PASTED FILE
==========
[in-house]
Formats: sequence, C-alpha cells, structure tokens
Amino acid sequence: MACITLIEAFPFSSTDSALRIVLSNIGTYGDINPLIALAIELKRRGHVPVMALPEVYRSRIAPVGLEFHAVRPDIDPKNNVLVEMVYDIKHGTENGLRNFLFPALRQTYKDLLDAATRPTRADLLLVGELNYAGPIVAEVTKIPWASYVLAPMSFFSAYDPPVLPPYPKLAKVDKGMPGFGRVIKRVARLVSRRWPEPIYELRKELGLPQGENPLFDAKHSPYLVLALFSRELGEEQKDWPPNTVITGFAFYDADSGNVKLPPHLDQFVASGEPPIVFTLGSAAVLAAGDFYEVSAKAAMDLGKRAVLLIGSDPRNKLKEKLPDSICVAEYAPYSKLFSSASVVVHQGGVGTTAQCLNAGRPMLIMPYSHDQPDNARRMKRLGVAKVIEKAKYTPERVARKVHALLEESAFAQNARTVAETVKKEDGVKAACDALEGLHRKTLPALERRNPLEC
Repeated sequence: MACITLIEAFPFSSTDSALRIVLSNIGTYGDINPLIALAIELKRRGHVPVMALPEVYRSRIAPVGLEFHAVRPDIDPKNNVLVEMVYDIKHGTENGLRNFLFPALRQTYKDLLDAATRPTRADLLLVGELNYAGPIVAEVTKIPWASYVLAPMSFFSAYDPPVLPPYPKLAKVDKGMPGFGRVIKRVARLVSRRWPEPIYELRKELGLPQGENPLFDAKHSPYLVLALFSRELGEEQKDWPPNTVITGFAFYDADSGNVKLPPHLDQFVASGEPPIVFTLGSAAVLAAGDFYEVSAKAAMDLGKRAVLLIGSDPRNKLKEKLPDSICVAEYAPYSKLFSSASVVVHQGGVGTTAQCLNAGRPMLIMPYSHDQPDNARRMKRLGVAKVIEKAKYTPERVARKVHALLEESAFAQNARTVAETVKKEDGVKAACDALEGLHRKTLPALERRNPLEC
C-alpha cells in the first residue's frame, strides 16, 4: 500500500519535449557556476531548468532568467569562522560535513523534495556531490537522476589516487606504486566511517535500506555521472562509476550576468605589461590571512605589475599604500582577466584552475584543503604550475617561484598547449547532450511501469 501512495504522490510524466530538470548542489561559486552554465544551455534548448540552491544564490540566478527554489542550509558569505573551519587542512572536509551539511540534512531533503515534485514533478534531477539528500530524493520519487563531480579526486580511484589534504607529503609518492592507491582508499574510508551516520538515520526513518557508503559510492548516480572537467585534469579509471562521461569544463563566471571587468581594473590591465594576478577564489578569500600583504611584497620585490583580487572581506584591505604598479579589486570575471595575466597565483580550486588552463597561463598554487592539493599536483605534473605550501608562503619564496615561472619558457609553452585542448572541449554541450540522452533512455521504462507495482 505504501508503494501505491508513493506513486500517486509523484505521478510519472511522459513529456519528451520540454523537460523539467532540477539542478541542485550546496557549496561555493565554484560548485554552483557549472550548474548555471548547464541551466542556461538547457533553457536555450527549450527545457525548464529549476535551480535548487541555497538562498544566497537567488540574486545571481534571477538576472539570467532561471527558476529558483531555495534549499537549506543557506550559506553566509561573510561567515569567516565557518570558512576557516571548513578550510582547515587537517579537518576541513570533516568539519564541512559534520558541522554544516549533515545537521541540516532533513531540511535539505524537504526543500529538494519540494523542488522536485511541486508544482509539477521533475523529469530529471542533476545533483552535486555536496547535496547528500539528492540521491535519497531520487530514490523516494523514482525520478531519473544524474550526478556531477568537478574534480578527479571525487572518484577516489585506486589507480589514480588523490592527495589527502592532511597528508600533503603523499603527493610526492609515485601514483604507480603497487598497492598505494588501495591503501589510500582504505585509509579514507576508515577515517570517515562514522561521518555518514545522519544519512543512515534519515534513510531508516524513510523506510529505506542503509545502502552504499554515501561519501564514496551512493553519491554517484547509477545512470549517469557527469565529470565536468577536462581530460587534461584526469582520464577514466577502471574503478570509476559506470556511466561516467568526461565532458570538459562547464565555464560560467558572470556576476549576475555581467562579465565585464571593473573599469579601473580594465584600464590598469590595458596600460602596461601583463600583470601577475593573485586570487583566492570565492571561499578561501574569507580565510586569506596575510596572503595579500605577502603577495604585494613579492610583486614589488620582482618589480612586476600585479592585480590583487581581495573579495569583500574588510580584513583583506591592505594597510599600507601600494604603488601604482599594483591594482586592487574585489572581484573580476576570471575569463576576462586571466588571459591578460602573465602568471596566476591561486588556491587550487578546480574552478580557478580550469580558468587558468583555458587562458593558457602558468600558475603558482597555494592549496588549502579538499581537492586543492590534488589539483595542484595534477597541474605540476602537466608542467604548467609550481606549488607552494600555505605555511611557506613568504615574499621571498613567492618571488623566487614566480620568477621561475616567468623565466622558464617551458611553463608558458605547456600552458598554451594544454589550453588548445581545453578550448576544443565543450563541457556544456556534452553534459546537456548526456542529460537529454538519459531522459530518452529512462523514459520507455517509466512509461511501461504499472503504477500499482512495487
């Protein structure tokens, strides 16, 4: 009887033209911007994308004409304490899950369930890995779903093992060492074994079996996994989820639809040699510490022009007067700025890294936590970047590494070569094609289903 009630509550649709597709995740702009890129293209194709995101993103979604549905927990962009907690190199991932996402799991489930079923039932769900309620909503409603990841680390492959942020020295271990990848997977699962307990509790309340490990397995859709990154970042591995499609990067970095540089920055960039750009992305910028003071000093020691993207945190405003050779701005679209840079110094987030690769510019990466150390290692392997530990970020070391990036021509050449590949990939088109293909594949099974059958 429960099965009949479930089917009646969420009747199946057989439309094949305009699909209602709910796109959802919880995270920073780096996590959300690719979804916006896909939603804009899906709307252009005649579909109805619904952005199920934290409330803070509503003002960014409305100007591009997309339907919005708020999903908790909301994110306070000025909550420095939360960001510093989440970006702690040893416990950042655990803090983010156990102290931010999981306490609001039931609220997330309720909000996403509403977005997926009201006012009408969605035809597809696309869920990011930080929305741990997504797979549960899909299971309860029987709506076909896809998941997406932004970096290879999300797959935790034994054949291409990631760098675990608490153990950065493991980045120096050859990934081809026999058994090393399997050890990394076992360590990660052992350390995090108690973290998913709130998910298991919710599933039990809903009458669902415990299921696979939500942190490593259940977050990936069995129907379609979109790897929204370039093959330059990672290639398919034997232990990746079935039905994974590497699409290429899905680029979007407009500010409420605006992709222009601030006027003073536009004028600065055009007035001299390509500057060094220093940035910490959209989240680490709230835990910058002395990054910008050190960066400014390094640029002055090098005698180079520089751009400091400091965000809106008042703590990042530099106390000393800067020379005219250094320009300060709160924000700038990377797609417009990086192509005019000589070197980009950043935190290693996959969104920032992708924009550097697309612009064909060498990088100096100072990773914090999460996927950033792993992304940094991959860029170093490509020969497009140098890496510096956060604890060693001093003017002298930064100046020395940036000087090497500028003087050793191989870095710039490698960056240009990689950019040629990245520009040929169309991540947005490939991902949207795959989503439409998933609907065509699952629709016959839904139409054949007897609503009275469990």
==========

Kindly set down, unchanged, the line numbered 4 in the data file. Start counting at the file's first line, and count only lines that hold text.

Repeated sequence: MACITLIEAFPFSSTDSALRIVLSNIGTYGDINPLIALAIELKRRGHVPVMALPEVYRSRIAPVGLEFHAVRPDIDPKNNVLVEMVYDIKHGTENGLRNFLFPALRQTYKDLLDAATRPTRADLLLVGELNYAGPIVAEVTKIPWASYVLAPMSFFSAYDPPVLPPYPKLAKVDKGMPGFGRVIKRVARLVSRRWPEPIYELRKELGLPQGENPLFDAKHSPYLVLALFSRELGEEQKDWPPNTVITGFAFYDADSGNVKLPPHLDQFVASGEPPIVFTLGSAAVLAAGDFYEVSAKAAMDLGKRAVLLIGSDPRNKLKEKLPDSICVAEYAPYSKLFSSASVVVHQGGVGTTAQCLNAGRPMLIMPYSHDQPDNARRMKRLGVAKVIEKAKYTPERVARKVHALLEESAFAQNARTVAETVKKEDGVKAACDALEGLHRKTLPALERRNPLEC